Reviewing rapid COVID-19 tests

Point-of-care tests offer speed and practicality over lab-based PCR testing, with some caveats.


Andrew Duke / Alamy Stock Photo

Laboratory PCR testing for COVID-19 is highly accurate but requires specialist equipment, trained personnel, time, and infrastructure to produce and report results. In recent months, ‘antigen point-of-care tests,’ or AgPOCTs, have hit the European market with the promise of offering fast, cheap, accessible testing. A research collaboration from Germany tested a selection of these new devices and found that they have the potential to inform novel public health decisions and provide a new tool for clinicians. 

AgPOCTs are small, cheap, portable medical devices that detect a SARS-CoV-2 protein in a patient sample. To use an AgPOCT, a patient sample is placed at one end of a test strip and is wicked to the other end via capillary action. If the sample contains a detectable SARS-CoV-2 protein, a positive result is indicated via the appearance of a line on the device, similar to a pregnancy test.

However, AgPOCTs don’t match the gold standard of lab-based RT-PCR testing in two important measures: sensitivity and specificity. Sensitivity is the ability of a test to correctly identify those with COVID-19, while specificity is its ability to correctly identify healthy individuals — a test with high specificity would have few false positives.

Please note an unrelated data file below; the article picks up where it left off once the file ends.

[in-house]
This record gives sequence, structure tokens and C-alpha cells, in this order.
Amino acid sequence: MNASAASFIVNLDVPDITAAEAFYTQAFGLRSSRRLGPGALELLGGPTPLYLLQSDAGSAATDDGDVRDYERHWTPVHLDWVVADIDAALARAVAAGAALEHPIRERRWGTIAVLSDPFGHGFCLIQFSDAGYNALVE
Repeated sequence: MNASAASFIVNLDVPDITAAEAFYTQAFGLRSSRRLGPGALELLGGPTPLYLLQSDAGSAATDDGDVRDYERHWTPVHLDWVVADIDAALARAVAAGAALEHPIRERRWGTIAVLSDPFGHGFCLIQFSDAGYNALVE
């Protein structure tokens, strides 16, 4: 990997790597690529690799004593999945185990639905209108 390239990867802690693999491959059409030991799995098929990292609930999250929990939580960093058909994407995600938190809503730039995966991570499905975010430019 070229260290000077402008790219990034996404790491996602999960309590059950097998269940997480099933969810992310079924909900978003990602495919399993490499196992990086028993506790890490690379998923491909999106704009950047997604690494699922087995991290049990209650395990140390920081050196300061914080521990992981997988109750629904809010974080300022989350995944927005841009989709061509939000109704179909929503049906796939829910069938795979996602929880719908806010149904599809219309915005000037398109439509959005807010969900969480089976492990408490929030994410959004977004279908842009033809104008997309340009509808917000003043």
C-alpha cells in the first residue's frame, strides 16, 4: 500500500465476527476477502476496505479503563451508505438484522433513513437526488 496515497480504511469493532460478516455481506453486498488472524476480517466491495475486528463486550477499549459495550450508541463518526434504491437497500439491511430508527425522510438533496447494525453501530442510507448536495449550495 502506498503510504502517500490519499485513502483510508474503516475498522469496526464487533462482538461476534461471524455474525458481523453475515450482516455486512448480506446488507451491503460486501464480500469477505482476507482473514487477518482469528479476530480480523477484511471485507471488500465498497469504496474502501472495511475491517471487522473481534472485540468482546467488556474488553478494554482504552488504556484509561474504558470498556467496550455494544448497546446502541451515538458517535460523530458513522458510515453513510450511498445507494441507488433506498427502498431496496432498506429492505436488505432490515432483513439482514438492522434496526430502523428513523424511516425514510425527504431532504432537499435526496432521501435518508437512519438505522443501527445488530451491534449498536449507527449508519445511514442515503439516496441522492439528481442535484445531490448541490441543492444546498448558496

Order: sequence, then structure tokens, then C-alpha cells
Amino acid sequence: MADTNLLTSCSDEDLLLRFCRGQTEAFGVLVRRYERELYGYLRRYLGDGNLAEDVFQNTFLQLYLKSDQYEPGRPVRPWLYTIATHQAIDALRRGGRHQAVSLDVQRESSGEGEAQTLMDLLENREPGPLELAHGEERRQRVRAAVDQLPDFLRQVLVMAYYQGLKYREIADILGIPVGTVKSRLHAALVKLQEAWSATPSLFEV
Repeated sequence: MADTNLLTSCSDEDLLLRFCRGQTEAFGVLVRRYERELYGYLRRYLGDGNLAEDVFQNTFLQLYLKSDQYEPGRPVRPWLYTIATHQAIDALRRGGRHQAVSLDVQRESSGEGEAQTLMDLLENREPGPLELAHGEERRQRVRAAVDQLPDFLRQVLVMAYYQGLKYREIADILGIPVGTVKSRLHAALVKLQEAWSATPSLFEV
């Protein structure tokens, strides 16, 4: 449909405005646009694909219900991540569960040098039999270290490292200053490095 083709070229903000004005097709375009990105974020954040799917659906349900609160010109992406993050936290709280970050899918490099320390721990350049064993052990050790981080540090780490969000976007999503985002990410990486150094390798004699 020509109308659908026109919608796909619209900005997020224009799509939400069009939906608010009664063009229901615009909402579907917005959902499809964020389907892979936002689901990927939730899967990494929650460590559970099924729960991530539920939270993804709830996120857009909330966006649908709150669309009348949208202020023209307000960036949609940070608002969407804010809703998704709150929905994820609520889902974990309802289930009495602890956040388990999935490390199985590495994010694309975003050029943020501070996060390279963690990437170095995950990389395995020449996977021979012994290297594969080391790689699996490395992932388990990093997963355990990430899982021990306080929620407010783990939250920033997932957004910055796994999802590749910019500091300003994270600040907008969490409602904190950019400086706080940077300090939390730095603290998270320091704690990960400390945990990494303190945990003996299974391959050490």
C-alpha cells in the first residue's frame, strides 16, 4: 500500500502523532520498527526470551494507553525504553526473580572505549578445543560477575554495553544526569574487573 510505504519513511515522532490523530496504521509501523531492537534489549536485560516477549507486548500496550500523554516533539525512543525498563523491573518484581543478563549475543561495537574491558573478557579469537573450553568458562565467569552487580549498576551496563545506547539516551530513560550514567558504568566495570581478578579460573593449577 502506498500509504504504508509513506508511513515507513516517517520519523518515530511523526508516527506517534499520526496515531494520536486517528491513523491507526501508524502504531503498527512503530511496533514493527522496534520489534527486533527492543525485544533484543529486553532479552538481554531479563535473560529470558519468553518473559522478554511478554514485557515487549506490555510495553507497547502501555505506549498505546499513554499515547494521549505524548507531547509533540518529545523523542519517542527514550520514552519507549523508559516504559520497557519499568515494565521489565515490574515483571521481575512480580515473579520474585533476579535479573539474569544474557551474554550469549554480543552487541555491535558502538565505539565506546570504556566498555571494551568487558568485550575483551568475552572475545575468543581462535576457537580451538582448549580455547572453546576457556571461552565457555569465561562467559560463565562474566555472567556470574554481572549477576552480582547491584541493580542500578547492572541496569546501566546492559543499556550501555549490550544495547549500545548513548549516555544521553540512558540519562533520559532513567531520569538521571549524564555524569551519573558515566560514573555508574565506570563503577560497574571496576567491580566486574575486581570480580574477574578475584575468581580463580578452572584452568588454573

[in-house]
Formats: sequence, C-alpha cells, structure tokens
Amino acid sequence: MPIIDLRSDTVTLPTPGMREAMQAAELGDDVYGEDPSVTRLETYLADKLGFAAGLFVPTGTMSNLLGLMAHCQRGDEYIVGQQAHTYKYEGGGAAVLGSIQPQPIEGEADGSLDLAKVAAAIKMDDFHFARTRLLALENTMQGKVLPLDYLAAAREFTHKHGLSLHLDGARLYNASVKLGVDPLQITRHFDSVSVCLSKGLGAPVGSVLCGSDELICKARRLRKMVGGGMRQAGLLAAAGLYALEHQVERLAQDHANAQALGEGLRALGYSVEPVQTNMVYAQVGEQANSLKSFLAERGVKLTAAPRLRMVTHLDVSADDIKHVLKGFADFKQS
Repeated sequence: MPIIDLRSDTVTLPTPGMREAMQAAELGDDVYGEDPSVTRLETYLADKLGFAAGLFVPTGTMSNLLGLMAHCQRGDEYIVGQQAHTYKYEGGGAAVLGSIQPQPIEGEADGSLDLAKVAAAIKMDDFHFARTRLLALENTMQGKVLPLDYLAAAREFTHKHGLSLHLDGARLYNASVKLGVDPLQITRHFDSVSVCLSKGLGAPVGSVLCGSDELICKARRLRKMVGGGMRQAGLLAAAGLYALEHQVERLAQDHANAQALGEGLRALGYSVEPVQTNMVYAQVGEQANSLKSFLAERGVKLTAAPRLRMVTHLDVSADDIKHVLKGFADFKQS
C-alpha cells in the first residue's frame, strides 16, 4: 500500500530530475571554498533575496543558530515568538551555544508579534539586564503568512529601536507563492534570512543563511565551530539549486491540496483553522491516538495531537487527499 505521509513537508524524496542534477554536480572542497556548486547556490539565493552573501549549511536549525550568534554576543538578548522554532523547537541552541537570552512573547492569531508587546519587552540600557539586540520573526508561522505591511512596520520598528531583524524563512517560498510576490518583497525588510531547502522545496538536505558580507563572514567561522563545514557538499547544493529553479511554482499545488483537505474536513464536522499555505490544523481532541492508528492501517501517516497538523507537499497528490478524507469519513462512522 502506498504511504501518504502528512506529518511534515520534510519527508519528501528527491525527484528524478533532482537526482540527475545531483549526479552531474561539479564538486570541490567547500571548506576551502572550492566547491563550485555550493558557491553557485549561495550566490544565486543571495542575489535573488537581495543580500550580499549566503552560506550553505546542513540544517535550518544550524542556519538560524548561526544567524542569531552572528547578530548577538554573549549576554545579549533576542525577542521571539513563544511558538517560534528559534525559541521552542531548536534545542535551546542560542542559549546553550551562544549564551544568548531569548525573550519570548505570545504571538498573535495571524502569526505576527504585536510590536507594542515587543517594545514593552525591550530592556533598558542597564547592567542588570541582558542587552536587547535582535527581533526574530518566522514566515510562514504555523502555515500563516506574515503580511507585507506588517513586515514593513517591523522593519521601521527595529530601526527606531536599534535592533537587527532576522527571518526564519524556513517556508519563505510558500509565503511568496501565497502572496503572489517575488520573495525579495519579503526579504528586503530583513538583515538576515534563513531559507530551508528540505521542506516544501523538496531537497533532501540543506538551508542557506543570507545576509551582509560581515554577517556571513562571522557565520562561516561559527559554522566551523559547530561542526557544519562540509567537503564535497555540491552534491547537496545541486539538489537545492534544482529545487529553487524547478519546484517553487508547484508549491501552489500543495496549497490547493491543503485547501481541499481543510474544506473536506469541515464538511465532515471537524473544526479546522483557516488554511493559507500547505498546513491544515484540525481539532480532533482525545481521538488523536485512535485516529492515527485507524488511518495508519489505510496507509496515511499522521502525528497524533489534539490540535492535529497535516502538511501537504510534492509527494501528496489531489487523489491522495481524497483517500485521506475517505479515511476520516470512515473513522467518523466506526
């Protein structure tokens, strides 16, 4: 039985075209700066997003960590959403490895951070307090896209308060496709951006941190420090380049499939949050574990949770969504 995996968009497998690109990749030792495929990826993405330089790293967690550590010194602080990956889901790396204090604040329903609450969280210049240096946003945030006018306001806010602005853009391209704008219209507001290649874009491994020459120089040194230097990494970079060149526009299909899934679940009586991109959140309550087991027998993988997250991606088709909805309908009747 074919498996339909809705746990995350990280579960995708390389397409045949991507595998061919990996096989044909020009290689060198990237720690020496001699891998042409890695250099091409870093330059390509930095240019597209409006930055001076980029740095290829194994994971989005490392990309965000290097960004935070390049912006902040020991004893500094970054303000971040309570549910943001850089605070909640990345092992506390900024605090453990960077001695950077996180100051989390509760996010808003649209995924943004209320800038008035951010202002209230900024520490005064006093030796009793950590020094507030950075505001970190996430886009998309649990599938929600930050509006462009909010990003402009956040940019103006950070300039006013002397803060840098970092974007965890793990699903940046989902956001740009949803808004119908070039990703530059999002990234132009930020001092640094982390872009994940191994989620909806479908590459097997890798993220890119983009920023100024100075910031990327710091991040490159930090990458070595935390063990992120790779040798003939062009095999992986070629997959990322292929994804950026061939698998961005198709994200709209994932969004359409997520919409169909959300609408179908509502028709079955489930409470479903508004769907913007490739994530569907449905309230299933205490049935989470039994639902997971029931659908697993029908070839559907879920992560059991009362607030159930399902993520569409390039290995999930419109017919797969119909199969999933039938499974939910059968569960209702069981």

Christian Drosten, of Charité – Universitätsmedizin Berlin, led a collaboration across several German institutes which performed a comparative analysis of the sensitivities and specificities of seven AgPOCTs that had recently become available on the European market. The tests were pitted against a variety of samples, including SARS-CoV-2 protein, respiratory samples known to have SARS-CoV-2 viruses, and samples containing other coronaviruses and respiratory pathogens.

The team found that the AgPOCTs have limits in sensitivity, and noted in their paper that the tests lack the power to provide a definitive diagnosis, especially in very early or later-phase infections. The team noted that most tests showed acceptable specificities, with all but two having a false-positive rate of less than 3%.

Despite falling short of the sensitivity offered by RT-PCR, the sensitivities of most tested AgPOCTs overlapped with the viral loads typically seen in infectious patients, suggesting that AgPOCTs could provide a quick, snapshot assessment of a patient’s infectivity.

The availability of a fast and cheap tool to measure a patient’s infectivity could offer a powerful tool to inform public health decisions, such as having individuals quarantine based on infectivity rather than merely infection. The authors also state that AgPOCTs may find use in hospital environments, for example by enabling clinicians to decide which patients to isolate.


  1. Corman, V. M., et al. Comparison of seven commercial SARS-CoV-2 rapid point-of-care antigen tests: a single-centre laboratory evaluation study. Lancet Microbe (2021). | article

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